Al-Hi­lal’s lat­est de­feat lays bare prob­lems at Riyadh gi­ants


LON­DON: Al-Hi­lal’s 2-1 de­feat at Al-Rayyan on Mon­day left them bot­tom of Group D in the AFC Cham­pi­ons League with just two points from four games. More than that, it left the Riyadh gi­ants with huge ques­tions to ask.

It is just three months since they reached the fi­nal of Asia’s premier club com­pe­ti­tion, un­lucky in los­ing to Urawa Reds. Since the ref­eree blew the fi­nal whis­tle in Japan, how­ever, Al-Hi­lal have seem­ingly gone from good to bad to worse.

As if to il­lus­trate the prob­lems they face, Yasser Al-Qah­tani’s last­minute con­so­la­tion was only Al-Hi­lal’s sec­ond goal in the tour­na­ment so far.

One of the fa­vorites for this year’s ti­tle are head­ing for an early exit and few of the club’s pas­sion­ate fans could ar­gue that it would be un­de­served.

The per­for­mance in Doha on Mon­day was a mi­cro­cosm of what has gone wrong over the past three months and laid bare the prob­lems the side face.

Al-Hi­lal’s in­terim coach Juan Brown is 40, just three years older than the man he turned to against Al-Rayyan. Mid­fielder Mo­hammed Al-Shal­houb did not of­fer much of the ex­pected com­po­sure and in­tel­li­gence. The vet­eran slowed down the play too much and was waste­ful in pos­ses­sion, a prob­lem for the vis­i­tors all night.

That they have been forced to turn to a player whose best days are long gone would have been un­think­able three months ago. But it is the re­sult of events be­yond their con­trol. Ed­uardo picked up a se­ri­ous in­jury in Novem­ber and has yet to re­turn — that he re­mained the club’s joint-lead­ing scorer in the league un­til ear­lier this month said a lot.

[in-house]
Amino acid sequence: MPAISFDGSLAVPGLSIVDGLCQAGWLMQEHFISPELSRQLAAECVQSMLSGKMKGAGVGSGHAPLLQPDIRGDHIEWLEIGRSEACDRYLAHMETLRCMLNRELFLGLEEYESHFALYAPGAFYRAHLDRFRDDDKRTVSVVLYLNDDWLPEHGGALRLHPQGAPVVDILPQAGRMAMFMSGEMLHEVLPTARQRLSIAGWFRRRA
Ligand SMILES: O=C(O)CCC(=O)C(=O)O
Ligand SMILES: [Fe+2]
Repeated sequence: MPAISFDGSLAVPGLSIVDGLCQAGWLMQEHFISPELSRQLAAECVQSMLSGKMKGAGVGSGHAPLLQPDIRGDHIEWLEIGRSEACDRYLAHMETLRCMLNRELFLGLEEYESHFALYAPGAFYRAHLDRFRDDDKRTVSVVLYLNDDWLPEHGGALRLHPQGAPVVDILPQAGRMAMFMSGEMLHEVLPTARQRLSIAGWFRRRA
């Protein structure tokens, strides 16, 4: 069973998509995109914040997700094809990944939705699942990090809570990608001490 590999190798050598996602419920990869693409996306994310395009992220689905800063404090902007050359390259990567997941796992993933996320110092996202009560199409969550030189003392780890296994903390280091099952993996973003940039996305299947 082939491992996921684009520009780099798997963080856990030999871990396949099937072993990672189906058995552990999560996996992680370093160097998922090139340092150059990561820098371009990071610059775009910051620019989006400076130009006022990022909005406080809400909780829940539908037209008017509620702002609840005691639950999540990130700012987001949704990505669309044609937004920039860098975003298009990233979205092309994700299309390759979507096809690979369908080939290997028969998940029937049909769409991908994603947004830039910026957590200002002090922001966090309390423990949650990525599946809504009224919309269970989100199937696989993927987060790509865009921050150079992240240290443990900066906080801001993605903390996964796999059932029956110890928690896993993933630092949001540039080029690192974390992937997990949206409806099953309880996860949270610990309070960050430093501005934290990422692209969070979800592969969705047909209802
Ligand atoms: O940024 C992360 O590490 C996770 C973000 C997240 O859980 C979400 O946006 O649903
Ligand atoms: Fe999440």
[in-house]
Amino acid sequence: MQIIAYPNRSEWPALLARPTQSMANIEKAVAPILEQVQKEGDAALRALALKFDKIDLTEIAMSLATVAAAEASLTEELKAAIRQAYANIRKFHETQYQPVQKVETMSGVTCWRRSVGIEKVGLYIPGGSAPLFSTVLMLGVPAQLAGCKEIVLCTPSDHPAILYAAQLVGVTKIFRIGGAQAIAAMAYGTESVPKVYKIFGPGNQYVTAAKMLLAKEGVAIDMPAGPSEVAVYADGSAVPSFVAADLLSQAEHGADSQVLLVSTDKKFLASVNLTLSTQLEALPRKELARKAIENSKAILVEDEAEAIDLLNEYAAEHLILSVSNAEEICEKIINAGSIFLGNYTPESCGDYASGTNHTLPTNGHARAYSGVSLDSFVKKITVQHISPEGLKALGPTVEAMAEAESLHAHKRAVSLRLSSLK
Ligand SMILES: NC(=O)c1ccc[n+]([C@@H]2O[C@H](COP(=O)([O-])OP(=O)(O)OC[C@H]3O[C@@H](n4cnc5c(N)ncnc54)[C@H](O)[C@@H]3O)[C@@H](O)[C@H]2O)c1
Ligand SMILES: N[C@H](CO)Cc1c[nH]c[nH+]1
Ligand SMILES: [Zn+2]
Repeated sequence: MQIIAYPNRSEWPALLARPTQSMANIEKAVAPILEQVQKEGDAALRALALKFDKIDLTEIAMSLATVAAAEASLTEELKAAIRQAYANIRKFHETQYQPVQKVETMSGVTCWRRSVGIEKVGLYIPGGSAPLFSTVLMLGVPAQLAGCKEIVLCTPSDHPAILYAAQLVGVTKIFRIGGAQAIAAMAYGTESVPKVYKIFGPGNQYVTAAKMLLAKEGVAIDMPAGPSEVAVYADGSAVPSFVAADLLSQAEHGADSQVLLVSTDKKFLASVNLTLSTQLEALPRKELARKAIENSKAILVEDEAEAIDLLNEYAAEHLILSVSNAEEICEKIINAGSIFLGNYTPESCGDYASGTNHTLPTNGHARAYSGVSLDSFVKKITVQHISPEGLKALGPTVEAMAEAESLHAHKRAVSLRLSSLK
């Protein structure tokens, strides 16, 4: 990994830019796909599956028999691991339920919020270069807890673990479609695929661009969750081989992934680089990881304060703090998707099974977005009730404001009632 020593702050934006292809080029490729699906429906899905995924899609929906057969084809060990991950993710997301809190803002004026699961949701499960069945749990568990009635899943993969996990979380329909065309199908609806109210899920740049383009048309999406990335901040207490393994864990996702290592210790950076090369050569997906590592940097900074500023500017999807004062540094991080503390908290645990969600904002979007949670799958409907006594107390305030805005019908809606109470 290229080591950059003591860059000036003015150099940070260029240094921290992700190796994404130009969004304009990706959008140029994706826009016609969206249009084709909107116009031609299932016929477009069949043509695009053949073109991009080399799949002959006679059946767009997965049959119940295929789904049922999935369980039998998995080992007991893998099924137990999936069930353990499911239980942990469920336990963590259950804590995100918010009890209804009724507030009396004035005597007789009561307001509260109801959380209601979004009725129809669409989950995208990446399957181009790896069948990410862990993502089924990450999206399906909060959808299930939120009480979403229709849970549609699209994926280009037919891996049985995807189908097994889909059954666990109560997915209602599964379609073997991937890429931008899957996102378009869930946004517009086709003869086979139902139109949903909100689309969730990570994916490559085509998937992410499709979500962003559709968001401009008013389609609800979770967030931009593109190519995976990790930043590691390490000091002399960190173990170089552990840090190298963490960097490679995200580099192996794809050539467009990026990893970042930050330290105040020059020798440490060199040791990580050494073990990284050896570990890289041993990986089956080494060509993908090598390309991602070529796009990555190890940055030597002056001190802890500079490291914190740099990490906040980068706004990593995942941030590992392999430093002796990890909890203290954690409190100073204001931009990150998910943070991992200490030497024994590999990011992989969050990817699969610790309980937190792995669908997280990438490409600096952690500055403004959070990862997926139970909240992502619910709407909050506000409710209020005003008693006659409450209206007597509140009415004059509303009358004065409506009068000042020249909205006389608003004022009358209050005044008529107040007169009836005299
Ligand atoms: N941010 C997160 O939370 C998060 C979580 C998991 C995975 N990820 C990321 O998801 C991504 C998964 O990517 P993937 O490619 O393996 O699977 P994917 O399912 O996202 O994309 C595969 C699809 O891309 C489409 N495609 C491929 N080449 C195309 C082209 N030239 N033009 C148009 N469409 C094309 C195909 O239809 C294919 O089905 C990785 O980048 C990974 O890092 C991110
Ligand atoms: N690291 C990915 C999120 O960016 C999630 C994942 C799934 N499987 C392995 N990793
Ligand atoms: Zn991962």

As if that loss was not enough, Al-Hi­lal then lost last year’s Asian Player of the Year, Omar Khribin. No team in Asia would not miss such a pair and it does not help that Nawaf Al-Abed, one of the best play­mak­ers east of Europe, has also strug­gled with in­juries.

As if to com­pound those un­for­tu­nate loses, the sign­ings made ear­lier this year, such as Moroc­can striker Achraf Ben­charki and Eze­quiel Cerutti of Ar­gentina, have failed to shine. The lack of ser­vice has been an is­sue but Cerutti es­pe­cially has yet to re­ally click.

Ra­mon Diaz’s sack­ing as head coach in Fe­bru­ary af­ter a 1-0 loss at Estegh­lal has failed to have the de­sired ef­fect. Care­taker boss Brown’s lack of ex­pe­ri­ence and au­thor­ity was al­ways go­ing to be a po­ten­tial prob­lem, but his ap­point­ment has not even pro­duced the kind of short­term gal­va­niz­ing ef­fect as­so­ci­ated with a change of coach. Al-Hi­lal have won one out of four un­der the Ar­gen­tine and their lead at the top of the Saudi Premier League has been cut to a sin­gle point. They were al­ready look­ing en­vi­ously at the im­pres­sive Al-Ahli in con­ti­nen­tal com­pe­ti­tion, now they are look­ing over their shoul­ders at the Jed­dah club at home as well.

Brown could ar­gue that this 2018 group is tougher than last year when Al-Hi­lal had six more points at this stage. But, while you could in­deed find fa­vor with that ar­gu­ment, the fact is he has big­ger prob­lems than sim­ply try­ing to get out of the group — which while un­likely, is still pos­si­ble.

RAL­LY­ING CALL: Al-Hi­lal’s Yasser Al-Qah­tani. (AFP)

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